To have ideas for my blog I rely on my way to generate ideas and my idea system I describe here.

        Hope it helps!

  3. 1

    Hey Andrew,

    If I were you, I would try Upwork and find someone very cost effective and get it done through that way, there are lot of people who will do it for $2-3/ hour.

    1. 1

      Hi Uttej, thanks for your response!

      I use Upwork all the time for design and development help so I can keep making progress when my schedule is full of client work and have had a lot of success.

      I have a part time VA who helps with customer service and does a little writing for support articles and I also recommend this as he has made a huge difference for me.

      There are some tasks where it seems it can only be me that does the writing as I have the in depth knowledge and vision to convey to users.

      Perhaps outsourcing industry related article writing related to, but not about the product may help.

      I'm also interested to hear if anyone has any tips on outsourcing content creation effectively - ie keeping the quality high and relevant.

      Thanks! :-)

  4. 1

    Hey Andrew,

    non-dev here. Actually, I’m on the other side: I help WordPress plugin devs with Marketing-related activities.

    I’ll tell you one thing. What you’re sharing here is something that transcends your developer status as it belongs to productivity in a higher level.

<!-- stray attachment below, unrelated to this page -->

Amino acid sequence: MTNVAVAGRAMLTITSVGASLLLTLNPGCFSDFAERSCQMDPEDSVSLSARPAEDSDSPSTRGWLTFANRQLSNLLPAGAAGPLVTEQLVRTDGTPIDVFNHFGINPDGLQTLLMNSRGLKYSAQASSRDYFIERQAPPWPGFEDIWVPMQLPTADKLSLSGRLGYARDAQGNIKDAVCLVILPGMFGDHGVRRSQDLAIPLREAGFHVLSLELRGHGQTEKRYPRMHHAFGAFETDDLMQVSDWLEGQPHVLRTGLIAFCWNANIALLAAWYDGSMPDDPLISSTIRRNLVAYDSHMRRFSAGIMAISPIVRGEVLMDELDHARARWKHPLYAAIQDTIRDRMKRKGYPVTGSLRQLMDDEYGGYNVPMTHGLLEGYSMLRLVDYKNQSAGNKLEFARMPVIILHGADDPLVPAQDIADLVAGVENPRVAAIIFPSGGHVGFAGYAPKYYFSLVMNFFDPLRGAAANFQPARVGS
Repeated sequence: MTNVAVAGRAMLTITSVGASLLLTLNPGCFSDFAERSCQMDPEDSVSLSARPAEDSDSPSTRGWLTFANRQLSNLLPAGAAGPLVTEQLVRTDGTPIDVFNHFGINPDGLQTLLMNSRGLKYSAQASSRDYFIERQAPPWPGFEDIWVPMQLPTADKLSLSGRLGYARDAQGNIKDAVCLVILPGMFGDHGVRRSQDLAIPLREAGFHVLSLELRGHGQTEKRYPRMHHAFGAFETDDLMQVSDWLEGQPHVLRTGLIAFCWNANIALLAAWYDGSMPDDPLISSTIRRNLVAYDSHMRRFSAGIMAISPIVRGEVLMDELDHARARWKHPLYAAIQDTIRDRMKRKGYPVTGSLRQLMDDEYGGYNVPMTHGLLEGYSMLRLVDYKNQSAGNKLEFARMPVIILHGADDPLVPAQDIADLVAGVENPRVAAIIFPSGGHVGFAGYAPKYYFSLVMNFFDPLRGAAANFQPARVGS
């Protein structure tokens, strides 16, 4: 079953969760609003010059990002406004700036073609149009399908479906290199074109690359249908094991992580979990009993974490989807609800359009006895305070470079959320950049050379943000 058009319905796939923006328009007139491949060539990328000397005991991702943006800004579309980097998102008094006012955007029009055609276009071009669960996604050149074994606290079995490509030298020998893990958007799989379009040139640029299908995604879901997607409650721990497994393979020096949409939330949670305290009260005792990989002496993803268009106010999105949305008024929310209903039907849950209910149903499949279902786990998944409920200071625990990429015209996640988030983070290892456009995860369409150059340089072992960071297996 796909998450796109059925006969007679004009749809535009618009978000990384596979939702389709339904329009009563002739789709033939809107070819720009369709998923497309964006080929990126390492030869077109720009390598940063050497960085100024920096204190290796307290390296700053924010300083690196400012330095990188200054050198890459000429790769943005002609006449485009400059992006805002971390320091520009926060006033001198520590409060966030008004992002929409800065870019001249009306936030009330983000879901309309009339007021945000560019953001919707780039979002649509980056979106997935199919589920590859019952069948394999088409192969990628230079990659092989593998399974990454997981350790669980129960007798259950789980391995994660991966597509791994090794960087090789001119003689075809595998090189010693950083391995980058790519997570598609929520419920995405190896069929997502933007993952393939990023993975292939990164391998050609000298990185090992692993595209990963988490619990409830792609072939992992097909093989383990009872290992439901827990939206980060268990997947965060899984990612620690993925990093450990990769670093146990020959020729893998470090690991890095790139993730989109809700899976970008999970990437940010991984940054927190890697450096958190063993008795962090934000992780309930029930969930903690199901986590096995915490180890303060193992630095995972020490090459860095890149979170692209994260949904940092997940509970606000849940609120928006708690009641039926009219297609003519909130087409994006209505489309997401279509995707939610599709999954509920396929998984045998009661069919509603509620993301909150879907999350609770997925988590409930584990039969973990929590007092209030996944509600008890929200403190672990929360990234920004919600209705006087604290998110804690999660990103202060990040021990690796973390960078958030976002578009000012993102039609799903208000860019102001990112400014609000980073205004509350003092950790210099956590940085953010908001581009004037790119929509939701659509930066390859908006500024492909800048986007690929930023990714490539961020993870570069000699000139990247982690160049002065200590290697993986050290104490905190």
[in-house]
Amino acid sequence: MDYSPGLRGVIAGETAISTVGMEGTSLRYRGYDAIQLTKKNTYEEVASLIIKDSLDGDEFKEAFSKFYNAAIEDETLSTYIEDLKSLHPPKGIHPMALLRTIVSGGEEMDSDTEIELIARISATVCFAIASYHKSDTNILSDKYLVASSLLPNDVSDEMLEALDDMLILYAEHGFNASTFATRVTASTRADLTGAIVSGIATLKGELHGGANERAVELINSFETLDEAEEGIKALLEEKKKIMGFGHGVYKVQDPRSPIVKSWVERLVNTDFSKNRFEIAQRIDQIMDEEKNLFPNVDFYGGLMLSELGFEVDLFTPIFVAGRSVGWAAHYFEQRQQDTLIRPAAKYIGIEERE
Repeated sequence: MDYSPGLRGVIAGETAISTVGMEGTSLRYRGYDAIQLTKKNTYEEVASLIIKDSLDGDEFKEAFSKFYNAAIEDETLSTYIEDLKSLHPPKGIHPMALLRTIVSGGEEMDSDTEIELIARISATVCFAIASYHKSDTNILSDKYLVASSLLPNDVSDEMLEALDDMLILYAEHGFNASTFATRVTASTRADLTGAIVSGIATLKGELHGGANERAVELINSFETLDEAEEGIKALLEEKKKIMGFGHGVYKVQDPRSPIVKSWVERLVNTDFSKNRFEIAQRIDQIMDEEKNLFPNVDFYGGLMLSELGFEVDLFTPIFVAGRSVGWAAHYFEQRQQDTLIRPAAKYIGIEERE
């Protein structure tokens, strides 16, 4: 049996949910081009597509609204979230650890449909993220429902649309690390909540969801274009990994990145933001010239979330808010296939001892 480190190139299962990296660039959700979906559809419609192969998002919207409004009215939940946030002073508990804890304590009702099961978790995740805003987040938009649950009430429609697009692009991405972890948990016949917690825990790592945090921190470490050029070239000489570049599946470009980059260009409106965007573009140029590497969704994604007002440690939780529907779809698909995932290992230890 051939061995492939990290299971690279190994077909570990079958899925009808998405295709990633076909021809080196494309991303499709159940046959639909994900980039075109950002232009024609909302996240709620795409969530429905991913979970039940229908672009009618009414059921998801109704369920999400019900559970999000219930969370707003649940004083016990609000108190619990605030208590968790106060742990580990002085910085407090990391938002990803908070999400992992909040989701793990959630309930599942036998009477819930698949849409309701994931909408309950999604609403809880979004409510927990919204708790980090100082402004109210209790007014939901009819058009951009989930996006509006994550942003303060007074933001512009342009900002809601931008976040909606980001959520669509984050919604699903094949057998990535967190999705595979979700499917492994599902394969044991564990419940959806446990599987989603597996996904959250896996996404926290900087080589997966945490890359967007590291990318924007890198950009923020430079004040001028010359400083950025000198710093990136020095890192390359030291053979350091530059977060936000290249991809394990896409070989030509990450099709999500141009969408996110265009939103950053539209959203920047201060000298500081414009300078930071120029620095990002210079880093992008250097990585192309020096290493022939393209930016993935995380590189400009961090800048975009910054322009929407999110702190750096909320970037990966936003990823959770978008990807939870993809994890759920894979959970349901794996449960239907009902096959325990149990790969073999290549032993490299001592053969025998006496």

I mean, I’m also struggling sometimes whent it comes to regular site management, implementing a new block of code to get me an element that’s required by my strategy, etc.

    What proved to work for me is a blocking out hours for specific tasks I know I struggle with. To increase my chances of just skipping those hours, I’ve added a buffer time. Ex: if regular maintenance could take me 15/20 minutes, I’ve blocked 1hour for that. This allows me to take into account plenty of “I don’t feel like I wanna do this”, unexepected issues I might face, and laziness.

    Plan and fiercely stick to it. But don’t stop there because you’re missing a key element in your planning: allow yourself to fail (we all do, it’s called life) and anticipate that by adding a buffer.

    1. 1

      Hi Matt, thanks for your advice!

      Productivity is something I've spent a lot of time trying to improve ever since my last day job many years ago when I was waking up at 5am to work on my side project and even coding on the bus on the way home from work.

      The "resistance" is definitely not unique to developers - The War of Art is a great book about how this relates to all kinds of creative fields.

      Personally I think my next experiment will be to try switching one of my peak coding timeslots for writing on a regular basis.

      I think I'm experiencing a mental block and for me it's especially tricky as I feel like I need to be psyched up and enthusiastic to write in the right tone. It's hard to get in this state if I leave it until later in the day after my in-the-flow Dev tasks are done.

      BTW I checked out your blog - looks like you have some very useful posts there so I will be doing some reading. :-)

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        Personally I think my next experiment will be to try switching one of my peak coding timeslots for writing on a regular basis.

        Sounds like you wanna own it, great approach!

        Would love to hear more about your goals, needs, etc. as I'm working on a mentorship-like program for devs who would like to hone in on their writing skills/building their "brand".